Individual Assets and the SDF
Friday, Jan. 6, 2023 8:00 AM - 10:00 AM (CST)
- Chair: Seth Pruitt, Arizona State University
Three Common Factors
AbstractHint: these are not the Fama-French 3 factors and they are not even spanned by the Fama-French 5 factors. More importantly, they feature superior out-of-sample pricing performance compared to standard asset pricing models. What is ``common'' about these factors? We identify the factor space common between individual stocks and sorted portfolios - neither affected by time-varying betas nor by the sorting characteristics.
Testing Asset Pricing Models on Individual Stocks
AbstractThis paper tests asset pricing models using individual stocks as test assets, rather than sorted portfolios. Sorted portfolios have the severe limitation that the researcher must know, in advance, reliable predictors of expected returns. We show how to generate appropriately sized tests and verify that our tests have considerable test power. In simulations when the CAPM describes the population, our tests (correctly) reject the Fama and French (2015) six factor model 97.5% of the time, while our tests (incorrectly) reject the CAPM less than 5%. We apply our tests to seven leading factor models. We reject six of the seven leading models we test. The instrumented factor model of Kelly, Pruitt, and Su (2019) stands out as the most successful.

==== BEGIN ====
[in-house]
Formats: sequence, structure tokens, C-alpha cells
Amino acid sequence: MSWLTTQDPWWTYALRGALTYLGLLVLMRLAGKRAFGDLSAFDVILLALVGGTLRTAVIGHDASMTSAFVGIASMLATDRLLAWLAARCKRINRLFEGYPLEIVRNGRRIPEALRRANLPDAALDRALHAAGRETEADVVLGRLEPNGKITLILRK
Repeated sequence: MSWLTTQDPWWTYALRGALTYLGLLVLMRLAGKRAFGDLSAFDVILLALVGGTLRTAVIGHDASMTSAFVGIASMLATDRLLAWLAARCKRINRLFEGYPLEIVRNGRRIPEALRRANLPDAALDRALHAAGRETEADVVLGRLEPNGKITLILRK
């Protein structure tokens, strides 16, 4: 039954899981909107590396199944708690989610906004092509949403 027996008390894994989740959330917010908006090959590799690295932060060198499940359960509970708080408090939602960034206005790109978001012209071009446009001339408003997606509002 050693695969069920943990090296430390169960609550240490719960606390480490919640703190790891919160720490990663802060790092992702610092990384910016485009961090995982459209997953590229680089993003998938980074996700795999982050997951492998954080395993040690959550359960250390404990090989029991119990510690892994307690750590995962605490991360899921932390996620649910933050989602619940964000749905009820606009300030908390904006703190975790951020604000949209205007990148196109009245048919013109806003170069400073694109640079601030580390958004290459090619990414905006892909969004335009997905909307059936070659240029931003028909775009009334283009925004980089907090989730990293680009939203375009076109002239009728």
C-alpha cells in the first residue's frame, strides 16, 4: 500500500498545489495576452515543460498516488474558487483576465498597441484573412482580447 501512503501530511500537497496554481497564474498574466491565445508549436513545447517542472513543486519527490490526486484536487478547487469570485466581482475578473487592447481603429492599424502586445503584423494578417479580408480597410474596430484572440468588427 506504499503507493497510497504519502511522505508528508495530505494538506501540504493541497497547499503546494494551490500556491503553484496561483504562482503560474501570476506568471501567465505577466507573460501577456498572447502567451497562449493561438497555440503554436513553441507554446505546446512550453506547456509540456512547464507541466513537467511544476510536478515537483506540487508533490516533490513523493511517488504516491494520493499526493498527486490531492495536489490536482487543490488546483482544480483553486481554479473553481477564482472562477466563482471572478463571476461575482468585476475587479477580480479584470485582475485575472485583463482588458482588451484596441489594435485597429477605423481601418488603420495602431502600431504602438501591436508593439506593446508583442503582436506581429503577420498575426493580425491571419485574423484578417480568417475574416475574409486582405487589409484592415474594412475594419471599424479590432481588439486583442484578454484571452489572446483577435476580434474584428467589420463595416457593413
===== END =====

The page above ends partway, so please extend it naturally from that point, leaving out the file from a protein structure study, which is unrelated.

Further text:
When Do Cross-Sectional Asset Pricing Factors Span the Stochastic Discount Factor?
AbstractWhen expected returns are linear in asset characteristics, the stochastic discount factor (SDF) that
prices individual stocks can be represented as a factor model with GLS cross-sectional regression slope
factors. Factors constructed heuristically by aggregating individual stocks into characteristics-based
factor portfolios using sorting, characteristics-weighting, or OLS cross-sectional regression slopes do
not span this SDF unless the covariance matrix of stock returns has a specific structure. These conditions are more likely satisfied when researchers use large numbers of characteristics simultaneously.
Methods to hedge unpriced components of heuristic factor returns allow partial relaxation of these
conditions. We also show the conditions that must hold for dimension reduction to a number of factors
smaller than the number of characteristics to be possible without having to invert a large covariance
matrix. Under these conditions, instrumented and projected principal components analysis methods
can be implemented as simple PCA on certain portfolio sorts.
University of Colorado Boulder
University of Chicago
University of Maryland
University of California-Los Angeles
- G1 - Asset Markets and Pricing